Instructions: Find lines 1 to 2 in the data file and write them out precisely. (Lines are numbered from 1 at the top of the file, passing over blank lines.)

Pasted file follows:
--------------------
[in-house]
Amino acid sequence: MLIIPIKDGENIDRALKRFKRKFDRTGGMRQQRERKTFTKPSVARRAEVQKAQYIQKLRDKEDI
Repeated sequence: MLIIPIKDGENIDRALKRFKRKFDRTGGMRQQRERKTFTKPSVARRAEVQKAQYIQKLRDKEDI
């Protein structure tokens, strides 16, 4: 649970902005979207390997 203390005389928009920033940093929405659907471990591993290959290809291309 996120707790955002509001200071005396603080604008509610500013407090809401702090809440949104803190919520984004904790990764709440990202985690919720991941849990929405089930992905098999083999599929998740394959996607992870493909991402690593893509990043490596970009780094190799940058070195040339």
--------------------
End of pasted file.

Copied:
[in-house]
Amino acid sequence: MLIIPIKDGENIDRALKRFKRKFDRTGGMRQQRERKTFTKPSVARRAEVQKAQYIQKLRDKEDI